Monday, 28 November 2011

A Christmas Message from ICF President, Fenning Welstead

A very warm festive greeting to all of you. After a warmer late autumn than for many years it has finally turned colder with a reported –5 degrees in Buckinghamshire. It has been strange to find hazel buds ready to burst and, in the garden, lupins are enjoying a second flowering. Did we put in the poly-tunnel to keep our vegetables warmer or to keep the rain off? It has been that kind of year.

In a letter to the Scotsman in July, I wrote about the deplorable situation that sees “production of timber” almost absent from forestry objectives. I was gratified to receive support for its restoration as a prime reason for forest management. It is a paradox that while the majority of new planting is for environmental purposes there is a simultaneous drive to bring existing woodlands into management as a means of increasing wood supply. New woodlands can meet environmental objectives and generate wood products for future generations, with public grant achieving public good on multiple fronts.

Talking to people in the energy markets there is a frequent comment that we have only seen a fraction of the potential re-rating in timber prices that this could bring. With this demand apparently on the increase it is vital that we establish woods and forests that have timber production as a core objective.

By the time you read this we may have received the interim report from the Independent Panel on Forestry. It will need careful reading and response. Will it reflect the changes that are required in forestry? Will it recommend that society needs to value the many benefits that trees and woodlands bring and suggest ways of doing this? It will need careful reading and consideration.

The recent announcement on the demise of the Forestry Commission in Wales will affect much more than Wales. Will there be enough of a critical mass in public sector forestry to maintain a Forestry Commission GB? And, if not, where will our research capability lie? The Institute may need to play a much greater role in professional forestry issues in future.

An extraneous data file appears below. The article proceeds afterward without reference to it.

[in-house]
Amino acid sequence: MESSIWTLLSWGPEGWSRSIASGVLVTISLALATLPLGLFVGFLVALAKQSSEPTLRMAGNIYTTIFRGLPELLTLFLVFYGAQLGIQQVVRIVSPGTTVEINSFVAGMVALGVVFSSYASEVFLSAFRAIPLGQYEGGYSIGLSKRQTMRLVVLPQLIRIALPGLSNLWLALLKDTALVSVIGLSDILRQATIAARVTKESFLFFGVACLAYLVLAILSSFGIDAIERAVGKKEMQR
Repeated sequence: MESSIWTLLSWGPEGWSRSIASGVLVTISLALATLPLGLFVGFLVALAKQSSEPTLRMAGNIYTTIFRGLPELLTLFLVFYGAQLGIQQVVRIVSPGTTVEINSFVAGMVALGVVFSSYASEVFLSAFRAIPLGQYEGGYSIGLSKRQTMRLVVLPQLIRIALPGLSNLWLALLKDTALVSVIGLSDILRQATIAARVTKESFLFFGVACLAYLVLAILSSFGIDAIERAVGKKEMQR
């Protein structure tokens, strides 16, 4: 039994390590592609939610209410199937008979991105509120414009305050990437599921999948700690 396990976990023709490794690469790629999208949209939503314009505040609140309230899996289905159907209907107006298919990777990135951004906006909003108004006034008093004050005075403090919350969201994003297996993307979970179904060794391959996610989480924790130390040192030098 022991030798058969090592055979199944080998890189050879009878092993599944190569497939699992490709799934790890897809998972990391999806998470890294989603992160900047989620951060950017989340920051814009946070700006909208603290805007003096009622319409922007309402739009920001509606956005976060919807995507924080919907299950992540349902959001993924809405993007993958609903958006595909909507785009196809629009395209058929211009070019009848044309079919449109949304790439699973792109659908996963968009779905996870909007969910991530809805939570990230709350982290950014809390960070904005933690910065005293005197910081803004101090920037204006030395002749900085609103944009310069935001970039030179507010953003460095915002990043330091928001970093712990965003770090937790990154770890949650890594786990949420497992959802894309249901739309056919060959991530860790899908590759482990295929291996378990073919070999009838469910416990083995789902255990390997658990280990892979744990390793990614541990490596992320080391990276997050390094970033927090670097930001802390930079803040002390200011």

In Scotland we are struggling under the change that has seen forestry funding move away from the Forestry Commission into the arms of the agricultural departments. A better mix of farm and forest would undoubtedly be desirable but I’m not clear that we will get that if we dispense with the political clout of the FC. What is to replace it? I’ll leave you to ponder.

ICF is planning to debate these issues and more in our next national conference on Future Forestry to be held in London in May next year. Forestry policy in the UK is changing and changing fast. If you have views on the future – and it is your career, after all – then please, come and join in the debate.

To end on a positive note, it is my belief that we could and should be planting a wider variety of species, both in our citites and as commercial timber crops. In this regard, I was encouraged to come across a stand of young ash in a Galloway spruce forest where they were happily keeping up in terms of height growth, and where they would clearly yield a useful firewood thinning and, potentially, a worthy final crop. Yes, it was a small stand but it had been planted densely on a decent pocket of soil and the decision was bearing fruit. It might be time to dig out your Selection of Tree Species.

A Merry Christmas to one and all.

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